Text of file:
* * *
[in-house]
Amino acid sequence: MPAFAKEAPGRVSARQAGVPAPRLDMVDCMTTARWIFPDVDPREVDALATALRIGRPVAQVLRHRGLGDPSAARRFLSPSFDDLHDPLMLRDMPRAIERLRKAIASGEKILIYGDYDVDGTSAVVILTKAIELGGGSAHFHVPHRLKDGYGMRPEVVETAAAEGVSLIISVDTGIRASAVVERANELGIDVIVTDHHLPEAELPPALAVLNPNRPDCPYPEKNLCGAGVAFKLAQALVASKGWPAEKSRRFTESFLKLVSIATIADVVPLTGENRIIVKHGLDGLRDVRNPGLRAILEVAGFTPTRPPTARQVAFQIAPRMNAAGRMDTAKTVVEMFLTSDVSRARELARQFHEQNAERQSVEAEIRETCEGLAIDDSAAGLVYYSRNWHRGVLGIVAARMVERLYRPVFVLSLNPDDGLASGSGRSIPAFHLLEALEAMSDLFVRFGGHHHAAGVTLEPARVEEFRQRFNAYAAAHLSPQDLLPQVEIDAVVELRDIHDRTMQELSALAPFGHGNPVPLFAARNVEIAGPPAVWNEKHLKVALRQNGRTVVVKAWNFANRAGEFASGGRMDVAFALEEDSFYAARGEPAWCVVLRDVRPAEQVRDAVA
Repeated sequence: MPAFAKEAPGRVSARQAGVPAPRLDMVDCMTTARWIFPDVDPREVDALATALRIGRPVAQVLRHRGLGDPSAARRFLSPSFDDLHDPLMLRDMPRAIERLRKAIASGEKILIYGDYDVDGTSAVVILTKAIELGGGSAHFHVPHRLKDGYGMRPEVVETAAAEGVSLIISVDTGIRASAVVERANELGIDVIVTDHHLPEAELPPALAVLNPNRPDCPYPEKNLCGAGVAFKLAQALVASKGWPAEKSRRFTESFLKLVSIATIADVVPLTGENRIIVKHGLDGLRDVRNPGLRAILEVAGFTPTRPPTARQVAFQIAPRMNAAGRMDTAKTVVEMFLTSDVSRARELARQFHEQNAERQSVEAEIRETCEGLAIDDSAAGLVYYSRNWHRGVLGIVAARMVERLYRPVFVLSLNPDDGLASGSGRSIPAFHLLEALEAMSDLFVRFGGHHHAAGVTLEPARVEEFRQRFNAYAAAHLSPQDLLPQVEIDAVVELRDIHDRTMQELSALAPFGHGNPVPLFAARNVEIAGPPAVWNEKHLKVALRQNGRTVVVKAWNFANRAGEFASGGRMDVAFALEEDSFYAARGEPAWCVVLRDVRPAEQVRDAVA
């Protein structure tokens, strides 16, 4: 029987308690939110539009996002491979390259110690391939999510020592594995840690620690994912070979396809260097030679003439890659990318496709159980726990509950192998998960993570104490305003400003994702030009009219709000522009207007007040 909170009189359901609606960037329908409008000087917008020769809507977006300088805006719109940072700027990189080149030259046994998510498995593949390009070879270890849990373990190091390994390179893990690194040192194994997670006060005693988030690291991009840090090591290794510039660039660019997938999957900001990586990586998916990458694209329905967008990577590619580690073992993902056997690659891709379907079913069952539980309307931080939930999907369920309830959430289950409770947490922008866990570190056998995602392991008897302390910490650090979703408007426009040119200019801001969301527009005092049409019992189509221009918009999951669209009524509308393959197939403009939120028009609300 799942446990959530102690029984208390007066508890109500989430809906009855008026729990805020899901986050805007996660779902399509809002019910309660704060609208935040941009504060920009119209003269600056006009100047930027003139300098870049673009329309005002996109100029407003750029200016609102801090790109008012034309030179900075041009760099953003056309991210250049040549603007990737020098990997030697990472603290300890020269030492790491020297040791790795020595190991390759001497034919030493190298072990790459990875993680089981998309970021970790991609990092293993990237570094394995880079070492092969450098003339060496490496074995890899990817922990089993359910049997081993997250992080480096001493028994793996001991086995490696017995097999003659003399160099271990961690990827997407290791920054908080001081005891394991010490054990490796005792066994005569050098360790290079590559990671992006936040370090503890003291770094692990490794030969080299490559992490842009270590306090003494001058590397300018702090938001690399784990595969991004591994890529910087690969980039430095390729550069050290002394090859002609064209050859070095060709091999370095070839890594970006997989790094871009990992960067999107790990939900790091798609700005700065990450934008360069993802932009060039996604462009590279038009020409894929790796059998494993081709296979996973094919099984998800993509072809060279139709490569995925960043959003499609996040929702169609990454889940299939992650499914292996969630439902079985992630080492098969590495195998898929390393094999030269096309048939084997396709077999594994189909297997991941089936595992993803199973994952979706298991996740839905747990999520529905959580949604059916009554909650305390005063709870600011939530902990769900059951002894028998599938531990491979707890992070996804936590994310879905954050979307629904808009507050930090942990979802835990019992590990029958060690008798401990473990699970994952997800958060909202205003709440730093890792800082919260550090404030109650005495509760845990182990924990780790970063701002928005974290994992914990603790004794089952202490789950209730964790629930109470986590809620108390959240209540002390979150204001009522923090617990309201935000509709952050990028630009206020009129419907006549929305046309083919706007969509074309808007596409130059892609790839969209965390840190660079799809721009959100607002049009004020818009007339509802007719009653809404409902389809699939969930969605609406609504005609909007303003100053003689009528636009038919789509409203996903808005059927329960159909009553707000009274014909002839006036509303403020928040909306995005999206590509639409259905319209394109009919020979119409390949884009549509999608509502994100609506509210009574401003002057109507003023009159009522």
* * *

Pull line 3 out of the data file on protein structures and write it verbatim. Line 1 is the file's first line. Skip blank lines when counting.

Repeated sequence: MPAFAKEAPGRVSARQAGVPAPRLDMVDCMTTARWIFPDVDPREVDALATALRIGRPVAQVLRHRGLGDPSAARRFLSPSFDDLHDPLMLRDMPRAIERLRKAIASGEKILIYGDYDVDGTSAVVILTKAIELGGGSAHFHVPHRLKDGYGMRPEVVETAAAEGVSLIISVDTGIRASAVVERANELGIDVIVTDHHLPEAELPPALAVLNPNRPDCPYPEKNLCGAGVAFKLAQALVASKGWPAEKSRRFTESFLKLVSIATIADVVPLTGENRIIVKHGLDGLRDVRNPGLRAILEVAGFTPTRPPTARQVAFQIAPRMNAAGRMDTAKTVVEMFLTSDVSRARELARQFHEQNAERQSVEAEIRETCEGLAIDDSAAGLVYYSRNWHRGVLGIVAARMVERLYRPVFVLSLNPDDGLASGSGRSIPAFHLLEALEAMSDLFVRFGGHHHAAGVTLEPARVEEFRQRFNAYAAAHLSPQDLLPQVEIDAVVELRDIHDRTMQELSALAPFGHGNPVPLFAARNVEIAGPPAVWNEKHLKVALRQNGRTVVVKAWNFANRAGEFASGGRMDVAFALEEDSFYAARGEPAWCVVLRDVRPAEQVRDAVA